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Review: PVT – Homosapien

Words by Scenewave Australia - Published on February 11, 2013

Sydney group PVT have been playing their unique, experimental brand of synth rock for over ten years now, and have become somewhat of a cult figure in Australian music, performing with the likes of Sigur Rós, Grizzly Bear and Brian Eno. Three years since releasing Church With No Magic, they are back with Homosapien, released track by track over the last 11 days.

Homosapien is, to put it simply, an experience. Sweeping over different soundscapes, from driving guitar riffs to heady electro that would be a perfect fit in 80s movie Tron, this album displays the musical prowess and diversity possessed by this 3 piece. Evolving from their earlier math rock roots, Homosapien is a more accessible, more upbeat change from the darker, brooding Church With No Magic.

The album kicks off with “Shiver”, a ride on a wave of buoyant synth with vocalist Richard Pike murmuring softly over the track, but there is a quick change of pace with “Evolution” and “Electric”. Opening with the aforementioned Tron-esque deep electro beats, a darker mood is quickly adopted and Pike returns to his distinct singing style, which continues with “Electric” retaining the same deep synth bass lines and heavy drumming.

“Cold Romance” picks it up again, with some upbeat tones disguising the story of a relationship gone stale. The minimalistic approach and light drums mixed with heady synth and echoing conclusion makes an interesting combination, and it quickly established itself as one of my favourites from the album.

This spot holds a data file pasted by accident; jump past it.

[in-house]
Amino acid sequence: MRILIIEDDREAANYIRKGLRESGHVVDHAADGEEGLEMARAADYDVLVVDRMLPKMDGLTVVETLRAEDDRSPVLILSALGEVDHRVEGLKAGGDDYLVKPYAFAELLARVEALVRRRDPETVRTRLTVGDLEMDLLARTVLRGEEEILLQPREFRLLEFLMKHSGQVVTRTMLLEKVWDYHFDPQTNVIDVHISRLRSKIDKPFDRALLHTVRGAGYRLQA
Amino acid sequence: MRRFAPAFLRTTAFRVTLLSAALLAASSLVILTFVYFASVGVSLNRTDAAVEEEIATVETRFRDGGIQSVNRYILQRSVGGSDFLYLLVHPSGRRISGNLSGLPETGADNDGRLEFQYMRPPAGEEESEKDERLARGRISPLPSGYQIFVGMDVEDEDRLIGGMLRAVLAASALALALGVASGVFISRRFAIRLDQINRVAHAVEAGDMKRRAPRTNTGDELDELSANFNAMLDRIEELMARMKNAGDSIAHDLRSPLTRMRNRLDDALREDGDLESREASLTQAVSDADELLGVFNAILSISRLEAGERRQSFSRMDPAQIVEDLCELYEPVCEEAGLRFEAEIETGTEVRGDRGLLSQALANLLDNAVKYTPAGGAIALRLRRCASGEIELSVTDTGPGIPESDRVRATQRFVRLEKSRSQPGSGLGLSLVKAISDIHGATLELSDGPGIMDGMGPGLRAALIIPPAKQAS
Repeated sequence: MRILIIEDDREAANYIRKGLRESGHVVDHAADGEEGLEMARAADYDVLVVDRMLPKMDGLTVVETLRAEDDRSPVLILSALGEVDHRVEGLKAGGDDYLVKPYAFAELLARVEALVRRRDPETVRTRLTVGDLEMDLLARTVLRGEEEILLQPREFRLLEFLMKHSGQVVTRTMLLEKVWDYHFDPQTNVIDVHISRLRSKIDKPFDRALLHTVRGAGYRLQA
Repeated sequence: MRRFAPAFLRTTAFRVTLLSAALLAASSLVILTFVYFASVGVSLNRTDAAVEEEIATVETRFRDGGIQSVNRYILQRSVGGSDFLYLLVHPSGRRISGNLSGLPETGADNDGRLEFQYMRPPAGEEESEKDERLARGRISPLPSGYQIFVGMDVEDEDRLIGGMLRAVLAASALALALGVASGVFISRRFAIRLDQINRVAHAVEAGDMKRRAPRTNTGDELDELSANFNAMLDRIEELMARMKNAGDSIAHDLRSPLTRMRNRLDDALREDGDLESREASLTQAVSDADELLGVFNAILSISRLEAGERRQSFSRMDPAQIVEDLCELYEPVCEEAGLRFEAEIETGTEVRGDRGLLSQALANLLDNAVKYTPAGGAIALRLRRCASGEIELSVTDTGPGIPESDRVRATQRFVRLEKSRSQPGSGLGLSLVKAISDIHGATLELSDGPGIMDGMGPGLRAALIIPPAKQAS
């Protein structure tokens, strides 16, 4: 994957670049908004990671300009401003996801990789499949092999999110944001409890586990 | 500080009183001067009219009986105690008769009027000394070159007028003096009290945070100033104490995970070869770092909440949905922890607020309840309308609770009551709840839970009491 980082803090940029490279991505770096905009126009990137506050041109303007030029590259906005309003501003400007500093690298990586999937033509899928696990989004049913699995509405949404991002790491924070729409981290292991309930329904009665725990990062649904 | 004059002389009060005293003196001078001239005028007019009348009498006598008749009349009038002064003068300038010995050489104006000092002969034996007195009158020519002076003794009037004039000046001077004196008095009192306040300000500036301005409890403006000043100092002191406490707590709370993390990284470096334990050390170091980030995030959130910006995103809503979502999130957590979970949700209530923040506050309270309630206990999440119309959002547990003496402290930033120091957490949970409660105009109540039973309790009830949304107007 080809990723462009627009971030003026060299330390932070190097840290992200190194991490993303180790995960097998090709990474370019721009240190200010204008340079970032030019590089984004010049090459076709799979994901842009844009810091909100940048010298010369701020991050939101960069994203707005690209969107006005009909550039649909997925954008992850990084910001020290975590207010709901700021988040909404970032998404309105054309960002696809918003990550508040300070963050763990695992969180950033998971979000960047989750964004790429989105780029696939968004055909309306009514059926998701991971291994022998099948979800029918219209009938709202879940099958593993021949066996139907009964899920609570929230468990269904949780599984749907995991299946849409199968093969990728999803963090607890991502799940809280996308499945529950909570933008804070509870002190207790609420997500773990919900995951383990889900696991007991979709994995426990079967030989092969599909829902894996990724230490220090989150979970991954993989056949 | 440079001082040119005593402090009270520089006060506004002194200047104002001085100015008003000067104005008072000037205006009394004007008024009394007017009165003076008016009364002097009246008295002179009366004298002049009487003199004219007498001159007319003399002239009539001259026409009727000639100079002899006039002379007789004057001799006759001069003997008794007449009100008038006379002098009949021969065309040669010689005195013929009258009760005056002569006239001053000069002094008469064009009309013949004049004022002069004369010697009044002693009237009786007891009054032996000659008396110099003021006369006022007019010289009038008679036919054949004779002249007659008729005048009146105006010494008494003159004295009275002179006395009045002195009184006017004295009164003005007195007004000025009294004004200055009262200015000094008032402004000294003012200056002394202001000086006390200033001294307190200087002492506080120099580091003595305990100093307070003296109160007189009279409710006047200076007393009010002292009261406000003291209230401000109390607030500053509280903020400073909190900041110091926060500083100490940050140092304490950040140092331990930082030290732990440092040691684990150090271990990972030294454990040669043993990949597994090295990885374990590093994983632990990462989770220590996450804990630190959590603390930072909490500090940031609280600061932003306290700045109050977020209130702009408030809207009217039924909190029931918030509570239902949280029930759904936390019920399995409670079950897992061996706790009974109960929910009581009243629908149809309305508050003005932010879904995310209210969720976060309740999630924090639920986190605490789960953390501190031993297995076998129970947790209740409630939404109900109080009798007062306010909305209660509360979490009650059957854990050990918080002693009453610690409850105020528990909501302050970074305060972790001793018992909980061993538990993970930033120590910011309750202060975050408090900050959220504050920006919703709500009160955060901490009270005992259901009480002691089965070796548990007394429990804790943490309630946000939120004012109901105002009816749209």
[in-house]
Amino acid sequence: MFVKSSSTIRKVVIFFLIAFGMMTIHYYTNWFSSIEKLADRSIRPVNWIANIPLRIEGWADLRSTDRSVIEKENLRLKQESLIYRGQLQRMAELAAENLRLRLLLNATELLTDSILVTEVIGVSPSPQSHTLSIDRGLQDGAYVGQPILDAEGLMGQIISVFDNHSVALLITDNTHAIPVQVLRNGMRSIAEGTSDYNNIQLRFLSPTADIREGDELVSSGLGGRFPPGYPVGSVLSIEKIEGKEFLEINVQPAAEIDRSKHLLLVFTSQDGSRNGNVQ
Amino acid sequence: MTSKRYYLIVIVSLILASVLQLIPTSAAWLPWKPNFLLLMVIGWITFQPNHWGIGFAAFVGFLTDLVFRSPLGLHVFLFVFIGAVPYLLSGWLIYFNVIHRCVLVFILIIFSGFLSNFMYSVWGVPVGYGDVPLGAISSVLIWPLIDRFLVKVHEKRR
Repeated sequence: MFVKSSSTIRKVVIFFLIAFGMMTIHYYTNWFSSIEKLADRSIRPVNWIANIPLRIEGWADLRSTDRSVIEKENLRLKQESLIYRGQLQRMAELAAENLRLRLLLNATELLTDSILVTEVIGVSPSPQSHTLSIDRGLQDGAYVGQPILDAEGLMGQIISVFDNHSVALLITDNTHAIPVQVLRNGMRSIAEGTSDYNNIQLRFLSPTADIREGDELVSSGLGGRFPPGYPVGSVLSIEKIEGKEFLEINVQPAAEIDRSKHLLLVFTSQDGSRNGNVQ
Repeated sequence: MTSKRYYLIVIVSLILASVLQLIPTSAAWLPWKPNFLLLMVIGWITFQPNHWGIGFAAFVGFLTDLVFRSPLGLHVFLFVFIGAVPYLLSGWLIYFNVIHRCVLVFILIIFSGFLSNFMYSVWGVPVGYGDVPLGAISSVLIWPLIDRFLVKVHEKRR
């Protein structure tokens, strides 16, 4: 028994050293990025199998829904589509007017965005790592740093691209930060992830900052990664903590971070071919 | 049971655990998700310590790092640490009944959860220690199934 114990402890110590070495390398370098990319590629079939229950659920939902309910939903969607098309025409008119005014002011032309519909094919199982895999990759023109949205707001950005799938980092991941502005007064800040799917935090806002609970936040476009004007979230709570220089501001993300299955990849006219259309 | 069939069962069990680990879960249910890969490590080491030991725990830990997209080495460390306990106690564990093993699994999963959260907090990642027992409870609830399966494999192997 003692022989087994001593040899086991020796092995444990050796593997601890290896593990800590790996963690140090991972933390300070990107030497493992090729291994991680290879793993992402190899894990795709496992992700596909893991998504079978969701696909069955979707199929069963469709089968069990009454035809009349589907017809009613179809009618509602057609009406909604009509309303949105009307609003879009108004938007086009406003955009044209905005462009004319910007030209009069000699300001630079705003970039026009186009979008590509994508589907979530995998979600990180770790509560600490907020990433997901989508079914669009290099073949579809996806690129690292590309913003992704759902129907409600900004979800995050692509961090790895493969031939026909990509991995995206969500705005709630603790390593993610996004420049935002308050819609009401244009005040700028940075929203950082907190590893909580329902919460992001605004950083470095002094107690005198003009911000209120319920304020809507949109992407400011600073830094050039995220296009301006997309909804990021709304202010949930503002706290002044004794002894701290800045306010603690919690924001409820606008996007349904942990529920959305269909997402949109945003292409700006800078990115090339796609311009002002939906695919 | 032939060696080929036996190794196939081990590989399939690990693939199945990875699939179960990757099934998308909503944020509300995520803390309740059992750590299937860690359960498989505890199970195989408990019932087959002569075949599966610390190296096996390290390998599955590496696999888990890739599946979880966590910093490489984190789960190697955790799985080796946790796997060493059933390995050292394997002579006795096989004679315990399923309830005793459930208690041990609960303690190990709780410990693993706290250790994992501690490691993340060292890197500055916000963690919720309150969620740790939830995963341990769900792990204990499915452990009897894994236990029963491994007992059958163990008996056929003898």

PVT’s first two albums, Make Me Love You and O Soundtrack My Heart, were entirely instrumental, but listening to this album you wouldn’t realise it. Richard Pike has really created his own style, and in this album he really owns it. His haunting voice draws you in, hypnotising you, and when you come out at the end you won’t know what the fuck just happened.

“Love and Defeat” is quite similar, and then the eponymous track “Homosapien” blows you out of the water. My favourite track off the album, it begins with jumpy, echoing vocals, and heavy bass, then it quickly jumps into the unknown and all of a sudden you’re in the middle of a killer riff that’s carries you though the song, giving you a combination of the signature synth and distorted vocals with live drums and guitar.

Next comes “Vertigo”, which brings you back to the early PVT days with sweeping drums and keys. “Nightfall”, the first single off the album, is a classic PVT song, Pike’s vocals mixing with assorted drumbeats and another trademark synth line, and is one of the highlights.

You are then given “New Morning” a deep, droning song, and “Casual Success”, a more upbeat song with jittery drums, which are probably two of the weaker songs on the album. The final track “Ziggurat” is a fitting end to the album, farewelling listeners with giddy beats that leaves a melancholic impression of the album as a whole, and carries you out of the trippy atmosphere that is PVT’s Homosapien.

If you listen to this album, expect the unexpected. Listening to this record is a completely unique experience, and it shows that PVT is willing to continually evolve as a band instead of just sticking to what’s worked for them, which is a breath of fresh air in a time when plenty of bands just stick to the same formula time and time again.


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